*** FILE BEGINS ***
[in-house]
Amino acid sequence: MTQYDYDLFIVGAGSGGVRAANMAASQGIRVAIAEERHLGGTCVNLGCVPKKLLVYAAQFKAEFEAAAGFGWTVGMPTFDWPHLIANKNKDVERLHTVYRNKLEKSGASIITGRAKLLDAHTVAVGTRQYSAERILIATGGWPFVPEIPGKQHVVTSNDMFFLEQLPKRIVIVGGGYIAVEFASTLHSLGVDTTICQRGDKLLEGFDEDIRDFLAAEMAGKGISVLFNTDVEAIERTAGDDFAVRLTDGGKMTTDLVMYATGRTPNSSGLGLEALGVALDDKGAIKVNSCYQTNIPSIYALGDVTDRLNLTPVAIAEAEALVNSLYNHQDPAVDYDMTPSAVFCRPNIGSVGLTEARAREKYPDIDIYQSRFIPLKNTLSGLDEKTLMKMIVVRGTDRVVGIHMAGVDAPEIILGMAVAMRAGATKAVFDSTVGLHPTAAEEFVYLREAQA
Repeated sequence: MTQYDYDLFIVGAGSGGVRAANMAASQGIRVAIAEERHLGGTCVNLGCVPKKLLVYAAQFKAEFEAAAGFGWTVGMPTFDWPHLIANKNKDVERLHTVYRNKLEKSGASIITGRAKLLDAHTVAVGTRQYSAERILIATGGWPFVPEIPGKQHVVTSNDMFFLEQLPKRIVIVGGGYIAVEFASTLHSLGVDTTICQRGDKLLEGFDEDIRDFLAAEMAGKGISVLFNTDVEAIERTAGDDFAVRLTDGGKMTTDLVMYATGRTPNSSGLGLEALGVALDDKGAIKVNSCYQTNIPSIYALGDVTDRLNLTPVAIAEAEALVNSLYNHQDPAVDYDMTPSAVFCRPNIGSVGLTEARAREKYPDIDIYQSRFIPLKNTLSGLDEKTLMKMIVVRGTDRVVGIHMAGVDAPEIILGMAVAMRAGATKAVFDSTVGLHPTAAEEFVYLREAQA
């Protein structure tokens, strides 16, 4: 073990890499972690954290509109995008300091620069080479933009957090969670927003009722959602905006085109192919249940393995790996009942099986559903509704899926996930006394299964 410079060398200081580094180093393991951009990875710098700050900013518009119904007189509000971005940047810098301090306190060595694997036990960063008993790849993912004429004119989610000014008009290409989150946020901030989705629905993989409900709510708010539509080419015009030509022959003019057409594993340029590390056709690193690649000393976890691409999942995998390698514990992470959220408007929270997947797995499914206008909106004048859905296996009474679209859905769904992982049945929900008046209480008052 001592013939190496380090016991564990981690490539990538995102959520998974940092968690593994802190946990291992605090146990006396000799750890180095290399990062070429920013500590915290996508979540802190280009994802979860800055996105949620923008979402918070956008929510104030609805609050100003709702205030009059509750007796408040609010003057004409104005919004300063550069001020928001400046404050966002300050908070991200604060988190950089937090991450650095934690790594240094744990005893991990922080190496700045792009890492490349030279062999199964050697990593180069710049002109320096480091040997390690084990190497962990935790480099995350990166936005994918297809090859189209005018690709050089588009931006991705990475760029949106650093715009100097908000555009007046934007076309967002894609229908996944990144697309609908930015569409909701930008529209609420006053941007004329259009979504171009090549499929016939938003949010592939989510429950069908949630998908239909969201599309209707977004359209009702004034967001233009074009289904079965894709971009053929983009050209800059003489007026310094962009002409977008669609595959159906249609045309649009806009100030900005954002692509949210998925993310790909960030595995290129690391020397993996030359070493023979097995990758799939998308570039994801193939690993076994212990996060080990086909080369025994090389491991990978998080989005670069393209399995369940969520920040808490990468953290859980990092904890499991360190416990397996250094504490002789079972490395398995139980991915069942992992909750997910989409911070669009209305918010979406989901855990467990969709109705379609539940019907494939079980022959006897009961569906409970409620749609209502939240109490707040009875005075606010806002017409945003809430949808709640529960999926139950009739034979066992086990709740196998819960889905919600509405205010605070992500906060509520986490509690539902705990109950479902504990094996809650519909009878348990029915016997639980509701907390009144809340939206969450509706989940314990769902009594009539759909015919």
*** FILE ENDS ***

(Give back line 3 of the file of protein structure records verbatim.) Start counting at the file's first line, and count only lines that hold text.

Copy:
Repeated sequence: MTQYDYDLFIVGAGSGGVRAANMAASQGIRVAIAEERHLGGTCVNLGCVPKKLLVYAAQFKAEFEAAAGFGWTVGMPTFDWPHLIANKNKDVERLHTVYRNKLEKSGASIITGRAKLLDAHTVAVGTRQYSAERILIATGGWPFVPEIPGKQHVVTSNDMFFLEQLPKRIVIVGGGYIAVEFASTLHSLGVDTTICQRGDKLLEGFDEDIRDFLAAEMAGKGISVLFNTDVEAIERTAGDDFAVRLTDGGKMTTDLVMYATGRTPNSSGLGLEALGVALDDKGAIKVNSCYQTNIPSIYALGDVTDRLNLTPVAIAEAEALVNSLYNHQDPAVDYDMTPSAVFCRPNIGSVGLTEARAREKYPDIDIYQSRFIPLKNTLSGLDEKTLMKMIVVRGTDRVVGIHMAGVDAPEIILGMAVAMRAGATKAVFDSTVGLHPTAAEEFVYLREAQA